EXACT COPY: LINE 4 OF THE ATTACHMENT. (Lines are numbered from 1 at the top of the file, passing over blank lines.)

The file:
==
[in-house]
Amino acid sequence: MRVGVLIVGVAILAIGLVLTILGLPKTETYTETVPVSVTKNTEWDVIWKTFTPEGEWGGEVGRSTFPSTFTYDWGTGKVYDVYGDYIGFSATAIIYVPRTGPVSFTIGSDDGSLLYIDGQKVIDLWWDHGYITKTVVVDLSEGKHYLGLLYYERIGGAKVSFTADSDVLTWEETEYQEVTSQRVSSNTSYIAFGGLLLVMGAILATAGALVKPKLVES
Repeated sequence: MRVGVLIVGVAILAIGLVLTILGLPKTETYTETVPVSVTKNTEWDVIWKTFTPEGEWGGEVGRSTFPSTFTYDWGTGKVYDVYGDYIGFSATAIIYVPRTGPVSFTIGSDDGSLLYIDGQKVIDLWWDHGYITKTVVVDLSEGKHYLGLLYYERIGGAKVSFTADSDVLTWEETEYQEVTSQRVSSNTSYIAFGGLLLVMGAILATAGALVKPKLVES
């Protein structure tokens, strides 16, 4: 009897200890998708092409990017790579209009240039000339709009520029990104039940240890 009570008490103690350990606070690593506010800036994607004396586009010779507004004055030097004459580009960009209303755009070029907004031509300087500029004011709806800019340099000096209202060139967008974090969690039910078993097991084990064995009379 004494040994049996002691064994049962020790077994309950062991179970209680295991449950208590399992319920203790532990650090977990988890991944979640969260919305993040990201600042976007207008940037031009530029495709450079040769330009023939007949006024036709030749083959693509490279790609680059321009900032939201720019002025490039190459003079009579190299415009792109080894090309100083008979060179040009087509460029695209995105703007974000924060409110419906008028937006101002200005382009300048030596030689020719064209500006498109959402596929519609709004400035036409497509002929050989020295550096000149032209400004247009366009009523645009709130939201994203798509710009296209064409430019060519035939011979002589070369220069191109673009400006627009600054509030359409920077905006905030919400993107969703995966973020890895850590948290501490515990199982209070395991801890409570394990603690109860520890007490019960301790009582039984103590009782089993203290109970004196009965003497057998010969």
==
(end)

């Protein structure tokens, strides 16, 4: 009897200890998708092409990017790579209009240039000339709009520029990104039940240890 009570008490103690350990606070690593506010800036994607004396586009010779507004004055030097004459580009960009209303755009070029907004031509300087500029004011709806800019340099000096209202060139967008974090969690039910078993097991084990064995009379 004494040994049996002691064994049962020790077994309950062991179970209680295991449950208590399992319920203790532990650090977990988890991944979640969260919305993040990201600042976007207008940037031009530029495709450079040769330009023939007949006024036709030749083959693509490279790609680059321009900032939201720019002025490039190459003079009579190299415009792109080894090309100083008979060179040009087509460029695209995105703007974000924060409110419906008028937006101002200005382009300048030596030689020719064209500006498109959402596929519609709004400035036409497509002929050989020295550096000149032209400004247009366009009523645009709130939201994203798509710009296209064409430019060519035939011979002589070369220069191109673009400006627009600054509030359409920077905006905030919400993107969703995966973020890895850590948290501490515990199982209070395991801890409570394990603690109860520890007490019960301790009582039984103590009782089993203290109970004196009965003497057998010969």